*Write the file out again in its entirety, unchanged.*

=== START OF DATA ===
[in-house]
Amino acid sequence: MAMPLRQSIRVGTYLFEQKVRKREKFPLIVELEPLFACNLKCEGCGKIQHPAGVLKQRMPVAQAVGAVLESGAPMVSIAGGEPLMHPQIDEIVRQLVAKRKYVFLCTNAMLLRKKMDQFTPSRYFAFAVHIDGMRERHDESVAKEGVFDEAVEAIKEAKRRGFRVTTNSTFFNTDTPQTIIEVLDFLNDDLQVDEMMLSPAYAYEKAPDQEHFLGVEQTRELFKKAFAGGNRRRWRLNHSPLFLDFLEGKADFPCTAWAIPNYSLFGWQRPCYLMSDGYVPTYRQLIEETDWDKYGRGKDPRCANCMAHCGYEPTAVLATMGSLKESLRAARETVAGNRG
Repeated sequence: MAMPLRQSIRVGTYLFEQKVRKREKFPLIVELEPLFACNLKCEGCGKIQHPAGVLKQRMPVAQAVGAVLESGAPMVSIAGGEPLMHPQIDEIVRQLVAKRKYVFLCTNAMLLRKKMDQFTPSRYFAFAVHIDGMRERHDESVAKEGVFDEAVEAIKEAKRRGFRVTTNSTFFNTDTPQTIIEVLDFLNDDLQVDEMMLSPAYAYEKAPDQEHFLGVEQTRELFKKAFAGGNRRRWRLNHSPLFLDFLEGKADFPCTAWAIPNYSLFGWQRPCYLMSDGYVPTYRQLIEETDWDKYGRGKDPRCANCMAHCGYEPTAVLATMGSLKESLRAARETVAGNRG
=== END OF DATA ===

[in-house]
Amino acid sequence: MAMPLRQSIRVGTYLFEQKVRKREKFPLIVELEPLFACNLKCEGCGKIQHPAGVLKQRMPVAQAVGAVLESGAPMVSIAGGEPLMHPQIDEIVRQLVAKRKYVFLCTNAMLLRKKMDQFTPSRYFAFAVHIDGMRERHDESVAKEGVFDEAVEAIKEAKRRGFRVTTNSTFFNTDTPQTIIEVLDFLNDDLQVDEMMLSPAYAYEKAPDQEHFLGVEQTRELFKKAFAGGNRRRWRLNHSPLFLDFLEGKADFPCTAWAIPNYSLFGWQRPCYLMSDGYVPTYRQLIEETDWDKYGRGKDPRCANCMAHCGYEPTAVLATMGSLKESLRAARETVAGNRG
Repeated sequence: MAMPLRQSIRVGTYLFEQKVRKREKFPLIVELEPLFACNLKCEGCGKIQHPAGVLKQRMPVAQAVGAVLESGAPMVSIAGGEPLMHPQIDEIVRQLVAKRKYVFLCTNAMLLRKKMDQFTPSRYFAFAVHIDGMRERHDESVAKEGVFDEAVEAIKEAKRRGFRVTTNSTFFNTDTPQTIIEVLDFLNDDLQVDEMMLSPAYAYEKAPDQEHFLGVEQTRELFKKAFAGGNRRRWRLNHSPLFLDFLEGKADFPCTAWAIPNYSLFGWQRPCYLMSDGYVPTYRQLIEETDWDKYGRGKDPRCANCMAHCGYEPTAVLATMGSLKESLRAARETVAGNRG